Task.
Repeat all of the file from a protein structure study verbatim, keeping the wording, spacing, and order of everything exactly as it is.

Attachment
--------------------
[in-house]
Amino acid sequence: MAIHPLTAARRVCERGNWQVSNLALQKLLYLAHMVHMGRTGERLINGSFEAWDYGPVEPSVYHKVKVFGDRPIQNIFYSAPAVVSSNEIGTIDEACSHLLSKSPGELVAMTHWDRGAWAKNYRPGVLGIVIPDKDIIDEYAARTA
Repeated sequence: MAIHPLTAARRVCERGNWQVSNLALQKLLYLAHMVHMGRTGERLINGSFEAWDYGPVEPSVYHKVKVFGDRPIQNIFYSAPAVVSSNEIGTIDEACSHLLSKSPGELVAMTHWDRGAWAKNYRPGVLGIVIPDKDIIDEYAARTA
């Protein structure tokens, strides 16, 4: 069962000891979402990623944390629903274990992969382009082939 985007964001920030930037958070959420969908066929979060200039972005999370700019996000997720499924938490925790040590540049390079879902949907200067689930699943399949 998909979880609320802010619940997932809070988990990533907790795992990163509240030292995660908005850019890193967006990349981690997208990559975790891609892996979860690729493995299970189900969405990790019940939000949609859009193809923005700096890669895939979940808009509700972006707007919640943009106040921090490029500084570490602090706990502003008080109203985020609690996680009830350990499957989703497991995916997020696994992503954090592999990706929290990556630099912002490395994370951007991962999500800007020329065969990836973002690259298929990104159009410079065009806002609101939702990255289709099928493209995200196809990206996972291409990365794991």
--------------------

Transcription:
[in-house]
Amino acid sequence: MAIHPLTAARRVCERGNWQVSNLALQKLLYLAHMVHMGRTGERLINGSFEAWDYGPVEPSVYHKVKVFGDRPIQNIFYSAPAVVSSNEIGTIDEACSHLLSKSPGELVAMTHWDRGAWAKNYRPGVLGIVIPDKDIIDEYAARTA
Repeated sequence: MAIHPLTAARRVCERGNWQVSNLALQKLLYLAHMVHMGRTGERLINGSFEAWDYGPVEPSVYHKVKVFGDRPIQNIFYSAPAVVSSNEIGTIDEACSHLLSKSPGELVAMTHWDRGAWAKNYRPGVLGIVIPDKDIIDEYAARTA
């Protein structure tokens, strides 16, 4: 069962000891979402990623944390629903274990992969382009082939 985007964001920030930037958070959420969908066929979060200039972005999370700019996000997720499924938490925790040590540049390079879902949907200067689930699943399949 998909979880609320802010619940997932809070988990990533907790795992990163509240030292995660908005850019890193967006990349981690997208990559975790891609892996979860690729493995299970189900969405990790019940939000949609859009193809923005700096890669895939979940808009509700972006707007919640943009106040921090490029500084570490602090706990502003008080109203985020609690996680009830350990499957989703497991995916997020696994992503954090592999990706929290990556630099912002490395994370951007991962999500800007020329065969990836973002690259298929990104159009410079065009806002609101939702990255289709099928493209995200196809990206996972291409990365794991």